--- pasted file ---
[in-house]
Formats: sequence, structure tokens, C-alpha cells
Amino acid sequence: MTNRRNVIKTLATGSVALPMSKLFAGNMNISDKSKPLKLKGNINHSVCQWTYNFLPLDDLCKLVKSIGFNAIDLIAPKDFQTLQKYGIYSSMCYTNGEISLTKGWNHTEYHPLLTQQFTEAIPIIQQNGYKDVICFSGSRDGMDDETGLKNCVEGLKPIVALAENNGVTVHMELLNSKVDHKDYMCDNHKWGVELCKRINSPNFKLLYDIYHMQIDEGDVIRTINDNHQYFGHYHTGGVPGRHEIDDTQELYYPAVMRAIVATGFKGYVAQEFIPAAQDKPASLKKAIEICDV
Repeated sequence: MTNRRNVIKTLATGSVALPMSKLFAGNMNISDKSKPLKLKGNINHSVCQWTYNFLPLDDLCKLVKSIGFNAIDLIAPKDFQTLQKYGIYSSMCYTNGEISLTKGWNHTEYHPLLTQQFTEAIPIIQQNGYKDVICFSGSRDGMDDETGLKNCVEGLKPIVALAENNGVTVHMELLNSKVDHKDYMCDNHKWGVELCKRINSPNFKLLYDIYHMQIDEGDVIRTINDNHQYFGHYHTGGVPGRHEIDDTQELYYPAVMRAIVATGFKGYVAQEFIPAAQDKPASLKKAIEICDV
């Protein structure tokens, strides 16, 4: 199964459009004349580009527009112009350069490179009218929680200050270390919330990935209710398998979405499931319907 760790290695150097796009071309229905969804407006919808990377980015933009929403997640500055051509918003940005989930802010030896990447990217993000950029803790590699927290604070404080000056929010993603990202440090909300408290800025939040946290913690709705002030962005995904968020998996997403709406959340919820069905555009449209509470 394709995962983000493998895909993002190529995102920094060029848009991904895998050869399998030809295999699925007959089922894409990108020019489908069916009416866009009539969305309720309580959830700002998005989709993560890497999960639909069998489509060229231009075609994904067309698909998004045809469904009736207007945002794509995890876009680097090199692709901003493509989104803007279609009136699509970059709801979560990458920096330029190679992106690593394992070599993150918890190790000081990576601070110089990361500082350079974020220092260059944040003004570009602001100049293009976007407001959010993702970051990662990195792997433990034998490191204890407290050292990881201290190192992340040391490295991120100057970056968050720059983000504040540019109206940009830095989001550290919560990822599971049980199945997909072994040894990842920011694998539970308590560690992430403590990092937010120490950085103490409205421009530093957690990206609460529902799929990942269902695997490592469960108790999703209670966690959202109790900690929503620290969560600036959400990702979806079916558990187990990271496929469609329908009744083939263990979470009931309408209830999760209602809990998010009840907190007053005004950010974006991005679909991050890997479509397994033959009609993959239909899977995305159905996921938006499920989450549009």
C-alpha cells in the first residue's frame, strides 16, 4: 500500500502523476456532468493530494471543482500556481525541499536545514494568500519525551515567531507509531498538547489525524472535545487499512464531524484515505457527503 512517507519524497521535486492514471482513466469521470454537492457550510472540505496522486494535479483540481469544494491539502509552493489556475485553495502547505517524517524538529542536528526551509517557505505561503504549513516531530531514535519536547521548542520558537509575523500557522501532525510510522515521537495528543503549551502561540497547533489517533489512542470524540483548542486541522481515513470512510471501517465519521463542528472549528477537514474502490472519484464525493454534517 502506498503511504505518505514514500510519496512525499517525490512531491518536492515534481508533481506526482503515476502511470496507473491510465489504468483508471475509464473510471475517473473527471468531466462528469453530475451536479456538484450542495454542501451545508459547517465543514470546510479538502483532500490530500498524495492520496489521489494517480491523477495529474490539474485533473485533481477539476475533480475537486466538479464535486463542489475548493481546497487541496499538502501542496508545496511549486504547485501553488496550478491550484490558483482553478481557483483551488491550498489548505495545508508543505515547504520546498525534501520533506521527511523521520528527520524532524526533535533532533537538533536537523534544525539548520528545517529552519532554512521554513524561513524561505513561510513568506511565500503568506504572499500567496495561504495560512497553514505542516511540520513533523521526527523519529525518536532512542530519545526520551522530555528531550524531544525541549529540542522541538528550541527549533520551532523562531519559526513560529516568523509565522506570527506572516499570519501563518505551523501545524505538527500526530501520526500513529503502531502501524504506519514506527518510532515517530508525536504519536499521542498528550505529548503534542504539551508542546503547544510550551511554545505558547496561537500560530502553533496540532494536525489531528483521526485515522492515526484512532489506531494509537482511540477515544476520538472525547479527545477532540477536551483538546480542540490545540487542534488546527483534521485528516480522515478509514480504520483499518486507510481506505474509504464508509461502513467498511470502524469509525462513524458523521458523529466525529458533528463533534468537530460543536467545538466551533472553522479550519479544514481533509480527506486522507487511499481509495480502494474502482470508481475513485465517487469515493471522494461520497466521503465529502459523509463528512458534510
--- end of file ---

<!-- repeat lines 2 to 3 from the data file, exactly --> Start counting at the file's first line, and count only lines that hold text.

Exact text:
Formats: sequence, structure tokens, C-alpha cells
Amino acid sequence: MTNRRNVIKTLATGSVALPMSKLFAGNMNISDKSKPLKLKGNINHSVCQWTYNFLPLDDLCKLVKSIGFNAIDLIAPKDFQTLQKYGIYSSMCYTNGEISLTKGWNHTEYHPLLTQQFTEAIPIIQQNGYKDVICFSGSRDGMDDETGLKNCVEGLKPIVALAENNGVTVHMELLNSKVDHKDYMCDNHKWGVELCKRINSPNFKLLYDIYHMQIDEGDVIRTINDNHQYFGHYHTGGVPGRHEIDDTQELYYPAVMRAIVATGFKGYVAQEFIPAAQDKPASLKKAIEICDV